Should You Try To Stay Friends With An Ex? According To Experts, It Depends
When a relationship comes to an end, one of the most difficult things that you may have to readjust to is that someone who was once a huge part of your life isn't anymore. As a way of coping with this strange emptiness you may feel, you may begin to wonder if you can have your ex in your life platonically. Should you try to stay friends with an ex? The short answer is, you can. But before you decide to take that leap into friendship, two experts agree you need some time between the breakup and the friendship.
"You need buffer room between being in a relationship (or non-relationship, those count too!) and being purely friends, and that buffer time is incredibly crucial if you're having a hard time letting go of your feelings for an ex," Elle Huerta, CEO and founder of heartbreak recovery app Mend, tells Elite Daily. "Having that time apart allows you to break the chemical attraction you feel, and it also gives your heart the space to make room for other people. But I do think exes can successfully be friends if they're no longer wanting anything but friendship from each other." So, if you want to try being friends with your ex, it's important to give yourself time and make sure that you're not just in it because you're hoping or trying to rekindle your relationship.
Trina Leckie, breakup coach and host of the breakup BOOST podcast, agrees with Huerta. "You can’t fully move on if you are constantly connected to your ex," she tells Elite Daily. "You need a good chunk of time apart with no contact to heal and cut your attachment from one another." And it makes sense, if you think about it. How can you move on from someone and learn to live without them if you're still in contact and seeing each other as if you weren't together at one point?
In order for a friendship to work between you and your ex, you both have to be on the same page about keeping it strictly platonic, and both experts agree that neither of you should have any remaining feelings for each other. "The trouble comes when one person has more expectations — that maybe the friendship should transform back into a relationship at some point," Huerta explains. If you or your ex are expecting a relationship to blossom from your friendship, "this can leave you with a lot of false hope," Leckie says.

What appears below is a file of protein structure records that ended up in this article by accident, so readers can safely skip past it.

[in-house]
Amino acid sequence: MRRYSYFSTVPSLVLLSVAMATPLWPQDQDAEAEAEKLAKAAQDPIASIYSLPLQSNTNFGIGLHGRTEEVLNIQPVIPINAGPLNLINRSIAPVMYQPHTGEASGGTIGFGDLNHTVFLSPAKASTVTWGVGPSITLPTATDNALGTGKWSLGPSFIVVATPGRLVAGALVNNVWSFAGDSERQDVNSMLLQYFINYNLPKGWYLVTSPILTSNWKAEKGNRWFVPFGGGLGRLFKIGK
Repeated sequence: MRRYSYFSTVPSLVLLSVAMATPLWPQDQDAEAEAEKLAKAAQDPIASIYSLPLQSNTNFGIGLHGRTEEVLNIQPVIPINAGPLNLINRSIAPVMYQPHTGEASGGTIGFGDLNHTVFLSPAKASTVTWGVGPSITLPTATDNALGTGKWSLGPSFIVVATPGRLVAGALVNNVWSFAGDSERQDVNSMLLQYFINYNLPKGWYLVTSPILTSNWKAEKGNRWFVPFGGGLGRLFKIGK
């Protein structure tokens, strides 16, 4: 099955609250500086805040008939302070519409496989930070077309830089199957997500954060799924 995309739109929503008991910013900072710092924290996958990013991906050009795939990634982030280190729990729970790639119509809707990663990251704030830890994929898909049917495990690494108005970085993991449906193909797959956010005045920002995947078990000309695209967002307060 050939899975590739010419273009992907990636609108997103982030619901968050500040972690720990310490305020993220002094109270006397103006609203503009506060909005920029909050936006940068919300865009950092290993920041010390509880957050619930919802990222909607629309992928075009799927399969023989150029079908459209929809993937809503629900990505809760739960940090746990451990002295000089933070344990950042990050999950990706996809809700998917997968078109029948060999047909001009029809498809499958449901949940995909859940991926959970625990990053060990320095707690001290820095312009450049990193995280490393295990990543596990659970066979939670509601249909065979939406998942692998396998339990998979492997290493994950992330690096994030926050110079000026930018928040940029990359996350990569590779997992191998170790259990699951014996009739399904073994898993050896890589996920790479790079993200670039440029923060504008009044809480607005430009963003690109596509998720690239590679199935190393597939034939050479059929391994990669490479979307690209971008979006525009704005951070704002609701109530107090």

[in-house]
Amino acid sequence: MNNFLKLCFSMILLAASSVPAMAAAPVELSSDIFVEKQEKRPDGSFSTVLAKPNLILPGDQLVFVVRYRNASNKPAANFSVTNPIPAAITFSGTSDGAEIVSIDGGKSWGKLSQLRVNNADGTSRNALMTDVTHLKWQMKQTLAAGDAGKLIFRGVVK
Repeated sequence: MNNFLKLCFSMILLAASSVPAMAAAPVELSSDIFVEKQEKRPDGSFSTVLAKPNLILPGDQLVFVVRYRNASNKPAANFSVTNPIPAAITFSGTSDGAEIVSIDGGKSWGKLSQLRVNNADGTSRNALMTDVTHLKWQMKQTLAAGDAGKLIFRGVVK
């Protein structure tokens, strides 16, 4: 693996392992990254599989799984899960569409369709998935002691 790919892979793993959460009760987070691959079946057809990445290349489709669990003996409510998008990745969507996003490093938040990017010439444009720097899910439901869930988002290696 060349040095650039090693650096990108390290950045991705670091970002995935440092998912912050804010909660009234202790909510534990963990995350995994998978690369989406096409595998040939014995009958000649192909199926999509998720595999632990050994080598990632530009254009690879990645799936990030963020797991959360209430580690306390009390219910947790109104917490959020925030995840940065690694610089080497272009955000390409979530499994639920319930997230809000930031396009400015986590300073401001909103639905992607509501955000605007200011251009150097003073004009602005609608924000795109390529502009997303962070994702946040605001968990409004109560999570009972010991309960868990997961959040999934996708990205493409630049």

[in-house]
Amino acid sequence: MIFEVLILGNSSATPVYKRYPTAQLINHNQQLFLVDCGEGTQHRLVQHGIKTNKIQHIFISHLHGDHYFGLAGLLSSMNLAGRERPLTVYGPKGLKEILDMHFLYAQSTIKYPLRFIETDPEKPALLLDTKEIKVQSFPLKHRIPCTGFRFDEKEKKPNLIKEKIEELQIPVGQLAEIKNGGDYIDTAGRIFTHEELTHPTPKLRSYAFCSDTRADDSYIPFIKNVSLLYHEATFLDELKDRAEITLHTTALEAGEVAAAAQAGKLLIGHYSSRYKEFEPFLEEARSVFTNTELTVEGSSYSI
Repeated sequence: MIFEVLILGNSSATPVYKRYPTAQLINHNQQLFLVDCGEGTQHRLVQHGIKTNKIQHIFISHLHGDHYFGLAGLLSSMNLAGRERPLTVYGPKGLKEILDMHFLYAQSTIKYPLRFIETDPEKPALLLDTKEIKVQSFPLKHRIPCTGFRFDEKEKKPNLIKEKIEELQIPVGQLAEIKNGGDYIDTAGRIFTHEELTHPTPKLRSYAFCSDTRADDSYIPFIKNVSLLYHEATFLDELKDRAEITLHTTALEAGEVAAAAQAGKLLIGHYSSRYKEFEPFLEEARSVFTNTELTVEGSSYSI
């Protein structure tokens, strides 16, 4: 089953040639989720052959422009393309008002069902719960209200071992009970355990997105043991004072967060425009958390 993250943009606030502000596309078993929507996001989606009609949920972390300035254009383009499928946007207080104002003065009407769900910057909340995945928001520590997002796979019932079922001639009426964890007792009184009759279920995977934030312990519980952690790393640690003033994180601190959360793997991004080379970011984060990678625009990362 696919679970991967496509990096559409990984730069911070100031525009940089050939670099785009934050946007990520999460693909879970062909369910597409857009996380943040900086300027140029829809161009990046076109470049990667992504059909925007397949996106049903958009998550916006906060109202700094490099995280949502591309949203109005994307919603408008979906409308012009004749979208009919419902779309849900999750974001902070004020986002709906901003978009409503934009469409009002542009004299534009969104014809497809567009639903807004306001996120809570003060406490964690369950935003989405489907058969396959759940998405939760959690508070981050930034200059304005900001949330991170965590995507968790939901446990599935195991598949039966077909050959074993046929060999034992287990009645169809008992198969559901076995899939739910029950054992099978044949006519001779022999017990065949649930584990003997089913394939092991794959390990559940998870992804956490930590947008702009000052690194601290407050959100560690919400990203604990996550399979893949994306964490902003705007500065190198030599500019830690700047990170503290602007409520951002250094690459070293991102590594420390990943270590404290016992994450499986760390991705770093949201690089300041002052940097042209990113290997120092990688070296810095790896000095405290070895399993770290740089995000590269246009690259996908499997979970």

Before you decide to reach out to your ex about being friends, make sure you're being real with yourself about why you want to have them back in your life, says Huerta — especially if they broke your heart when they ended things. If that's the case, "you need to ask yourself why you would then even consider being friends with them," Leckie advises. "Why would you want to? It’s important to forgive in order to free yourself of carrying so much weight and toxic energy around, but that doesn’t mean you need to have them in your life going forward." If you're lonely and miss having them in your life (which is completely normal post-breakup), it doesn't mean you should make efforts to make them part of your life again just yet. "You need to build up your confidence, and start a new chapter of life for yourself," says Leckie.
If you've considered all of this and you're ready to approach your ex about being friends, trying to figure out what to say to them can be pretty nerve-wracking. "It’s best to just be honest and say you would like to remain friends," Leckie points out. "You can decide what that means for both of you. If they don’t seem keen about it and aren’t reciprocating, then you will know to back off and give space." As hard as it may be for you to accept that your ex doesn't want to be friends, or maybe can't just yet because they still have feelings for you, give them the time they need.
Ultimately, yes, you can try to be friends with your ex. But it all comes down to why you want to be friends and if you're emotionally ready to try to have a platonic relationship with them. You may never be BFFs, but you and your ex may get to the point where you can check on each other every once in a while, and maybe even grab coffee sometimes. But understand that your friendship with them may not be the same as it was when you were romantically together. "It’s just really hard to change that dynamic from romantic partners to 'buddies,'" Leckie explains. However, as long as you feel like your heart has healed and you have completely moved on from your ex, and they're ready to try it out, too, a friendship can form.